, Johann Schmitz

Python provides a simple way to implement behaviour to builtin methods for custom classes. You just implement some of the various magic methods and you're good to go.

Here is an example on how to leverage these functionality to build a custom sequence.

import os

class DirectoryIndex(object):

    def __init__(self, path):
        self.items = os.listdir(path)

Of course, in a real application you wouldn't wrap a simple os.listdir in it's own class and you wouldn't do the feching in the __init__ method. Your business object may do a lot of more work like fetching data from external ressources, etc. You can use an object of the class by explicit using the items field:

di = DirectoryIndex('/etc')
print "%s: %s" % (len(di.items), di.items)

Since every caller needs to know that we store our result in the items field (which isn't pythonic and clearly violates the DRY principle, we have no control over who use it and how do they use it. Thus, we cannot optimize the access to the underlying ressource which might be costly to access. Furthermore, the caller can (and someone will) modifiy the items field which makes the value of the list unreliable even for the containing DirectoryIndex class.

Here is a better version:

class DirectoryIndex(object):

    def __init__(self, path):
        self._path = path
        self._items = os.listdir(path)

    def __len__(self):
        return len(self._items)

    def __iter__(self):
        return iter(self._items)

    def __repr__(self):
        return "<DirectoryIndex of %s>" % self._path


di = DirectoryIndex('/etc')
print di 
print len(di)

<DirectoryIndex of /etc>
195

In this version, we implemented two methods that makes the class actually useful: __len__ and __iter__. The former returns the length of the sequence, the latter provides an iterator which is used in iterating constructs like for ... in. Both methods can contain arbitary code required to return a meaningful value, except that __iter__ must return an iterator (so we cannot just return self.items but have to wrap it in an iter). For example, in implementation of a custom sequence backed by a database may issue a SELECT COUNT(*) FROM ... WHERE ... sql statement to return a value for __len__.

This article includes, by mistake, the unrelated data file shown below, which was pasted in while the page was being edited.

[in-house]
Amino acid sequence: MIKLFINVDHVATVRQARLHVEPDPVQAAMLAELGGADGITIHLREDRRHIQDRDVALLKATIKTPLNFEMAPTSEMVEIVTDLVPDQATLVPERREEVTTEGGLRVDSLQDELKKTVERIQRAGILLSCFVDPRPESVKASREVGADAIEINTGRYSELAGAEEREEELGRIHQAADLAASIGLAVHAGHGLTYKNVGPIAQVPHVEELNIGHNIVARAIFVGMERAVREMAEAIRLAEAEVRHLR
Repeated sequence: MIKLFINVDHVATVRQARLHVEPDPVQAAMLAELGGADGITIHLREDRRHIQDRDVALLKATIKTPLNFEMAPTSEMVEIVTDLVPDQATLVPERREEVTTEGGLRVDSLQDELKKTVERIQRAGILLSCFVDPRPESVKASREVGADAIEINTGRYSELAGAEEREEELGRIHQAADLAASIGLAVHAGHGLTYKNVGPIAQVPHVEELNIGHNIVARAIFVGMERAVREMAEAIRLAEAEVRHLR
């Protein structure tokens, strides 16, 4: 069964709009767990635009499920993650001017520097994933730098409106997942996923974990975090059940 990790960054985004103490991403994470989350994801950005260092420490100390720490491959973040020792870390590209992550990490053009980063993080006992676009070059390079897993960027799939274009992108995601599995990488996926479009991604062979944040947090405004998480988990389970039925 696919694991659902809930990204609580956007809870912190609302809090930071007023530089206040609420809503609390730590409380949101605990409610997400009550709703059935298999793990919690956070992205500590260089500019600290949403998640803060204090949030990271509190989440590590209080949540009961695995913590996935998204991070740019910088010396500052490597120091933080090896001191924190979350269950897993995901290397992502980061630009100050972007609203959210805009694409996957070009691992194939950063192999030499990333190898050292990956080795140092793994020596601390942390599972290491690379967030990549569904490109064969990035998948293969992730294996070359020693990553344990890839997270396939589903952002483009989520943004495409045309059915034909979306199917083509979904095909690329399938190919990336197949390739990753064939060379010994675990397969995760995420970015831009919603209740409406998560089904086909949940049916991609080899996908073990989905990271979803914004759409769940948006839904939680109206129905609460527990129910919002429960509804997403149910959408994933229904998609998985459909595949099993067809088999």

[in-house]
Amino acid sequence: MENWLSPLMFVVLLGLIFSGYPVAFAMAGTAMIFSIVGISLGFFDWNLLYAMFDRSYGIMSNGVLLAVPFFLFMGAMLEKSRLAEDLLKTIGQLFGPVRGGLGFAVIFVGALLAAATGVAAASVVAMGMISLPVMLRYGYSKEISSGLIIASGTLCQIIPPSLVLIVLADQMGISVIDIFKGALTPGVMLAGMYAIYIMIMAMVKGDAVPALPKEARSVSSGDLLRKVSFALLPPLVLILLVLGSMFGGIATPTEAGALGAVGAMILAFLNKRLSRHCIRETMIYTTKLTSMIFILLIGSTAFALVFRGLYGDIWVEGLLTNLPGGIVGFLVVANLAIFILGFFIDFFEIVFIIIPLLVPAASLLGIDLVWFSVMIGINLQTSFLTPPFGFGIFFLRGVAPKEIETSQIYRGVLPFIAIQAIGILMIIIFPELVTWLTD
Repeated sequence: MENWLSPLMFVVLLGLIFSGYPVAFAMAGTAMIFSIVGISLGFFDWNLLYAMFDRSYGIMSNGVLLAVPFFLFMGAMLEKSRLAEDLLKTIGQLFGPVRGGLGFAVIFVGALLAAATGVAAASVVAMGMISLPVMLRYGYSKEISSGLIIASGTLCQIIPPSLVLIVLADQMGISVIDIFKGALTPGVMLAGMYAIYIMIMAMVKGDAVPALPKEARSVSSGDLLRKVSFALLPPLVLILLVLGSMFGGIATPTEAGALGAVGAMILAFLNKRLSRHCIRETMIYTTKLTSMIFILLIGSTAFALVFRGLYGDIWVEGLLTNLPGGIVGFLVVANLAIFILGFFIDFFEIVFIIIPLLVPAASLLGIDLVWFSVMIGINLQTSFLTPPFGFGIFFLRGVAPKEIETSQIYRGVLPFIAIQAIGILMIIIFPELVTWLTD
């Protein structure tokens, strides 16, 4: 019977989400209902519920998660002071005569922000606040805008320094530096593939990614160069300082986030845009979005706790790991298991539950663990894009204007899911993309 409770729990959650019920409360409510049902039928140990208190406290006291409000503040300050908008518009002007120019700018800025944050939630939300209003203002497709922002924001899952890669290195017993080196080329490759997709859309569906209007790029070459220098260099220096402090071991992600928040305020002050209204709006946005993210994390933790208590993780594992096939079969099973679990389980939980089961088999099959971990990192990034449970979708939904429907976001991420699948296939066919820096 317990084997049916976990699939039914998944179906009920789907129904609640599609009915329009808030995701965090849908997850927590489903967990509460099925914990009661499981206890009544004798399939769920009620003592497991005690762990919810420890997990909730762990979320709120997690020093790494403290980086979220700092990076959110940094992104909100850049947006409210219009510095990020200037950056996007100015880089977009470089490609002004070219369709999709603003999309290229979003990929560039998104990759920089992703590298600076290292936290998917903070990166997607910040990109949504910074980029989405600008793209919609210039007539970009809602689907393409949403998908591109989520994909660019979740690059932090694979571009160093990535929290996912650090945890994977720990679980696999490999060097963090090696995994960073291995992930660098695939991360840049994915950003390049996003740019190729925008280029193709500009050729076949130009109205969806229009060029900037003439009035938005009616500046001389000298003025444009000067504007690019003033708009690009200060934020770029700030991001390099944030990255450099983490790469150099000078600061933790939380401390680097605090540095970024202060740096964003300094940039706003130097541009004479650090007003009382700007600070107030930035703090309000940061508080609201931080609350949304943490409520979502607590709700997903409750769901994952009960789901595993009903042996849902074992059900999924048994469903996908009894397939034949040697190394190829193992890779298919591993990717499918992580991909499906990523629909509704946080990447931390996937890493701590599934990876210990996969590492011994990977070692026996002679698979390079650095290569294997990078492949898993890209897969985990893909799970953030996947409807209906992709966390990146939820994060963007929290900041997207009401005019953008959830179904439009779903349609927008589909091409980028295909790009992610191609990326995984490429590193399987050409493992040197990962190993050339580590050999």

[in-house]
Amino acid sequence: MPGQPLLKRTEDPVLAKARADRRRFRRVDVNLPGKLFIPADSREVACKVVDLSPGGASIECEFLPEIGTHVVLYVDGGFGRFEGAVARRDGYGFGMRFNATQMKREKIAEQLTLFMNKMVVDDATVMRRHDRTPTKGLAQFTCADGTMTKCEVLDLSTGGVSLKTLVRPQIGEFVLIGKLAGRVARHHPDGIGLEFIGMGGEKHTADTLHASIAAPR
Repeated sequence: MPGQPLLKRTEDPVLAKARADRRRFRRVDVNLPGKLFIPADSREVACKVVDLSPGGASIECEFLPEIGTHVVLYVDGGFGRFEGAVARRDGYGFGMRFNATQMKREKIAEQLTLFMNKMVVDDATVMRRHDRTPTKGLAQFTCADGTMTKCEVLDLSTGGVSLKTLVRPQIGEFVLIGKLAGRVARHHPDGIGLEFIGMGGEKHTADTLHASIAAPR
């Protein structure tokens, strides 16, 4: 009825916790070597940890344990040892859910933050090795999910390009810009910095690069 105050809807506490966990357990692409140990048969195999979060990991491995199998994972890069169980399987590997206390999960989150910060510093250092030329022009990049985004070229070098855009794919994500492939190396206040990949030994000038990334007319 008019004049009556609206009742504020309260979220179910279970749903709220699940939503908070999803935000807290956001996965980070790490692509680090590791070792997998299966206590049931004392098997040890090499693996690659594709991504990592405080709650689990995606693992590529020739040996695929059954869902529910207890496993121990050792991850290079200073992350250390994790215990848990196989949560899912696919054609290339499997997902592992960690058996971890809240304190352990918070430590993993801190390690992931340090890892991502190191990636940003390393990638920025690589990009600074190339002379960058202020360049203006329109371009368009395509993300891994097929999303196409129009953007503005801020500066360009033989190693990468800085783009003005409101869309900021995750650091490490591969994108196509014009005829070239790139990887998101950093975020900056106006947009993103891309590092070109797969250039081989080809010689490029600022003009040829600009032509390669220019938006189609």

But we can improve this class even further. By providing an implementation for __iter__, we get many built-in features for free:

di = DirectoryIndex('/etc')
print 'sudoers' in di
True
print 'foobar' in di
False

di = DirectoryIndex('/tmp/emptydir')
if di:
    print True
else:
    print False
False

However, the default implementation for the other methods of sequences (like the __bool__ method or __contains__ are using the __iter__ method to create the return value, which causes a evaluation of the whole iterator. For example, a 'sudoers' in di causes a looping through __iter__ to tell whether the value is in the list or not. But we can implement a few more methods to make that better:

class DirectoryIndex(object):
    # ... other methods ...

    def __contains__(self, item):
        return os.path.exists(os.path.join(self._path, item))

    def __getitem__(self, key):
        return self._items[key.start:key.stop:key.step]

The __contains__ method uses a shortcut to test if a file exists (and avoids evaluating the whole iterator). The __getitem__ method is used by the slicing operator (sth. like di[10:20]). The key parameter is an instance of slice which contains properties for start, stop and step. In our example, we simply pass these values to our in-memory list but again you are free to use these values to return only a subset of the items from your backend (e.g. via SELECT * FROM ... LIMIT x OFFSET y).

Conclusion

Python provides a simple yet powerful way to simply turn your classes into sequences which can be used wherever an iterable object needs to be passed around. There are a few other methods (see emulating container types in the python documentation) which can be implemented to make some operations more efficient.